On the bus to Suzhou from the Shanghai airport, Jack and I started writing what is the fastest behavior ever written – it was created today (Sunday) and will play soccer by Wednesday (knock on wood). Even in 2006, our behavioral code was started at least 2 weeks before competition. It will certainly be an adventure!
Our trip to get here went about as smooth as can be expected. No one got any sleep before our 3:00am meet up time in the Lab, and the 45-min taxi ride in a Lincoln Navigator turned out not be as cramped as we expected, considering the enormous size of our robot cases.
In Portland, Jack and I managed to get away with paying only 80 dollars apiece for our overweight and oversize luggage that could have cost us upto $300 per leg. What a steal! (Mike and Todd had to pay $360, and they’re luggage didn’t even make it to Shanghai on the right flight!) Our 1hr layover in Atlanta turned out to be plently long enough to make it from C55 (where our flight arrived) all the way to the E concourse to catch our 777 to shanghai. Bowdoin RoboCup represented in row 50, while the rest of the plane was pretty empty. The 15hr flight turned out to be just as long as you’d expect a 15 hour flight to be – long enough to take several hour long naps, watch a movie or two, and read some of my book, and still have time to watch the plane inch slowly across the map view in the headrest in front of me.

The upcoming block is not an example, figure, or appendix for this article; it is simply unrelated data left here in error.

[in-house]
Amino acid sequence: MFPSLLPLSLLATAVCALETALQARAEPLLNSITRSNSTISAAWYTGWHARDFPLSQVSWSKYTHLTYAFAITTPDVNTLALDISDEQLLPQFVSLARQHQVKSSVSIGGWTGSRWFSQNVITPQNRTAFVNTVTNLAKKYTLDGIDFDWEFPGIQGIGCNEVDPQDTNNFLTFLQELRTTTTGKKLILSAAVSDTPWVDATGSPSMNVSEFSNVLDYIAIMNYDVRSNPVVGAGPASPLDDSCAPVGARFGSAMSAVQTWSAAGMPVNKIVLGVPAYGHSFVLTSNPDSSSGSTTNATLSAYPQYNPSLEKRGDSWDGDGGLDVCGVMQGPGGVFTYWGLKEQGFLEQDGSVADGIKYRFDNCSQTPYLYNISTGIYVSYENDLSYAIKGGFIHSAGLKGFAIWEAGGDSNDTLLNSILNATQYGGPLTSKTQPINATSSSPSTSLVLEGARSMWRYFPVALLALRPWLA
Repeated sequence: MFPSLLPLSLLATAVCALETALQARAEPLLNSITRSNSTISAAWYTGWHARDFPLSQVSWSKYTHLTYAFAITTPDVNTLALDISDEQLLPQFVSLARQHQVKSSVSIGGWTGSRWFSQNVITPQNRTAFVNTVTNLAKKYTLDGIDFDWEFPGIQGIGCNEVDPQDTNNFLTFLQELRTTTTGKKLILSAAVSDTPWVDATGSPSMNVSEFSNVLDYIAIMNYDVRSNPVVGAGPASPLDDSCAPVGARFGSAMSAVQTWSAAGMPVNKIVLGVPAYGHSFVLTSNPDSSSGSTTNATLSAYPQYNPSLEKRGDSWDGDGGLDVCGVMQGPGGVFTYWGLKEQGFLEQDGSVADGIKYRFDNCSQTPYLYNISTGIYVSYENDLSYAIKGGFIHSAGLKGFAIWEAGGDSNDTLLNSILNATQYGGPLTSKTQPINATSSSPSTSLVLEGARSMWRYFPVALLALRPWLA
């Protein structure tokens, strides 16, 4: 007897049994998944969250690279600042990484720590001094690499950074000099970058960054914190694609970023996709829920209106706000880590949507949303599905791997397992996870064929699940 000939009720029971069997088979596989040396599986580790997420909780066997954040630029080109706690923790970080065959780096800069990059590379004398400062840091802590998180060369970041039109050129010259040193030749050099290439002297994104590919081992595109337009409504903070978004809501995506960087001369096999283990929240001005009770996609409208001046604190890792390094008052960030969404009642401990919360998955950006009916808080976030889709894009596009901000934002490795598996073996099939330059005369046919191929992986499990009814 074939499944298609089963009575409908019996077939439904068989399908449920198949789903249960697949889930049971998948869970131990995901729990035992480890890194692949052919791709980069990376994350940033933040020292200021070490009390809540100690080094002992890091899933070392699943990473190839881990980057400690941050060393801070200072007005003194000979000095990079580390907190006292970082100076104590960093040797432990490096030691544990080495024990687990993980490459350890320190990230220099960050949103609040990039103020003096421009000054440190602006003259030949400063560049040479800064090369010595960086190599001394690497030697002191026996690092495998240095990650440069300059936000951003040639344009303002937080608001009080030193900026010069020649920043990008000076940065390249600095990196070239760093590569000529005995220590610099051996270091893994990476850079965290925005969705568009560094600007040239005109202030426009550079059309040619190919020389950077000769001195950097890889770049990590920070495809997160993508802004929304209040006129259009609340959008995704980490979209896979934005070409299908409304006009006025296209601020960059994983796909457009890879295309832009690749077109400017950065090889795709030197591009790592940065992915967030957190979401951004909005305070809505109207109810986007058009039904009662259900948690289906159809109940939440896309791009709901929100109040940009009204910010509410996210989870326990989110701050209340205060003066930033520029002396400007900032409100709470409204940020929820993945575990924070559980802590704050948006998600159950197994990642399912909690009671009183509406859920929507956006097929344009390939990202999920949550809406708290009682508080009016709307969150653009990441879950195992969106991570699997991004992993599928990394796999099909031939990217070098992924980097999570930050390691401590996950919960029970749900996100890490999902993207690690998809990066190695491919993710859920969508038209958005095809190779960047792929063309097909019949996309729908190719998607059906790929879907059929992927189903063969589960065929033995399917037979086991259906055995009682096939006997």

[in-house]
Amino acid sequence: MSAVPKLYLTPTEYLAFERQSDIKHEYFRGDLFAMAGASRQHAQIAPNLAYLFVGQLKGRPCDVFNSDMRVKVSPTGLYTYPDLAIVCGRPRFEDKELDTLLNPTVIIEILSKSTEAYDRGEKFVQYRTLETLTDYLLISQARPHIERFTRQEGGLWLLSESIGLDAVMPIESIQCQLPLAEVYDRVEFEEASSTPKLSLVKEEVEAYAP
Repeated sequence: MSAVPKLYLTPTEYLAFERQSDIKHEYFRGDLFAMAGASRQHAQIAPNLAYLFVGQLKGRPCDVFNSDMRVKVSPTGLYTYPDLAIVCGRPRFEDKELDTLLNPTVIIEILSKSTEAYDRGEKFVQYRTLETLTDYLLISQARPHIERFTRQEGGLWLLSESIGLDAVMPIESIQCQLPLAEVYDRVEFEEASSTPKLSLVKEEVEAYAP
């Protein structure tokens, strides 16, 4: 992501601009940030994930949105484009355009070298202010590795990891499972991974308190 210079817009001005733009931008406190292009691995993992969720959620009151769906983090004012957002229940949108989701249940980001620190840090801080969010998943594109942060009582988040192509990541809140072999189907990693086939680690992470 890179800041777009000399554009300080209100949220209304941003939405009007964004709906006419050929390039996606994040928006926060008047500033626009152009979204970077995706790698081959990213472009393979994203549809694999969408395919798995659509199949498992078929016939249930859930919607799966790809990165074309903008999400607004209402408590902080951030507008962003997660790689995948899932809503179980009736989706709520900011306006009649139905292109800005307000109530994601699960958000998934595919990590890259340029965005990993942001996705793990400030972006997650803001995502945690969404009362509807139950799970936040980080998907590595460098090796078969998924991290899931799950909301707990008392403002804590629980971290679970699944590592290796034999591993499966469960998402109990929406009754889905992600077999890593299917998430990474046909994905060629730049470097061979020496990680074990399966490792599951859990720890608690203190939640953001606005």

Once we got to Shanghai, I tried to take money from an ATM, but it said my Bank refused the payment. Instead I found a pretty decent exchange rate right next to the luggage pickup where you pay a flat 59 RMB commission on the exchange – the rate was something like 6.75 RMB/dollar. Once we got our luggage, we were met by some local volunteers who helped us sort out our ATA Carnet, and get through customs. Mainly we had to wait a long time for them to process CMUs Carnet – they never even looked through our luggage, and approved our paperwork quickly. As should be expected with technology, neither of the two cellphones I brought worked when I turned them on. The Bowdoin one refused to acquire any service – maybe it doesn’t work on the 900Mhz band? The other one I managed to borrow from Dave probably needs to get some minutes charged into it – it says Emergency Use Only – at least it gets service!
Exiting from Customs in Terminal 1, we met the rest of the group, who had already been informed by another volunteer that we had another team member waiting in Terminal 2. One of them even helped guide us to the other terminal, which was a relief. In Terminal 2, we met up with Todd and Mike from UT Austin, whose robot’s unfortunately hadn’t made it on the same flight. After grabbing Tucker and Henry, we were again guided to the tour bus, which took about 3 hours or so, and finally dropped off at our hotel. A deluge of volunteers processed all the RoboCuppers on the Bus, and got us meal tickets and room keys. Tomorrow we will start breakfast at 6am, in time to be at the Venue for the 7am opening.